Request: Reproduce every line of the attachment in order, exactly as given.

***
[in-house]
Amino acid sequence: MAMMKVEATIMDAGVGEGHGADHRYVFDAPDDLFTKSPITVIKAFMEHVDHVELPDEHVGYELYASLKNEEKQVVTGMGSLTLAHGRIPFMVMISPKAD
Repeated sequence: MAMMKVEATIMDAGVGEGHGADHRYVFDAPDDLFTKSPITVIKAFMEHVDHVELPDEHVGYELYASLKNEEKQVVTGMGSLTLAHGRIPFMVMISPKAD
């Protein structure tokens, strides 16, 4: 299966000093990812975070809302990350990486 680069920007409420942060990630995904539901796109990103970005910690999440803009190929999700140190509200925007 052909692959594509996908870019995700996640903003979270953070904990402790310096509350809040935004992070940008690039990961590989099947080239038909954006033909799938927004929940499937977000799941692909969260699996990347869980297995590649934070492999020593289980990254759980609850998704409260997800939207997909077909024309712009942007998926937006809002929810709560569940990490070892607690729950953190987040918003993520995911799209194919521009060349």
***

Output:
[in-house]
Amino acid sequence: MAMMKVEATIMDAGVGEGHGADHRYVFDAPDDLFTKSPITVIKAFMEHVDHVELPDEHVGYELYASLKNEEKQVVTGMGSLTLAHGRIPFMVMISPKAD
Repeated sequence: MAMMKVEATIMDAGVGEGHGADHRYVFDAPDDLFTKSPITVIKAFMEHVDHVELPDEHVGYELYASLKNEEKQVVTGMGSLTLAHGRIPFMVMISPKAD
């Protein structure tokens, strides 16, 4: 299966000093990812975070809302990350990486 680069920007409420942060990630995904539901796109990103970005910690999440803009190929999700140190509200925007 052909692959594509996908870019995700996640903003979270953070904990402790310096509350809040935004992070940008690039990961590989099947080239038909954006033909799938927004929940499937977000799941692909969260699996990347869980297995590649934070492999020593289980990254759980609850998704409260997800939207997909077909024309712009942007998926937006809002929810709560569940990490070892607690729950953190987040918003993520995911799209194919521009060349």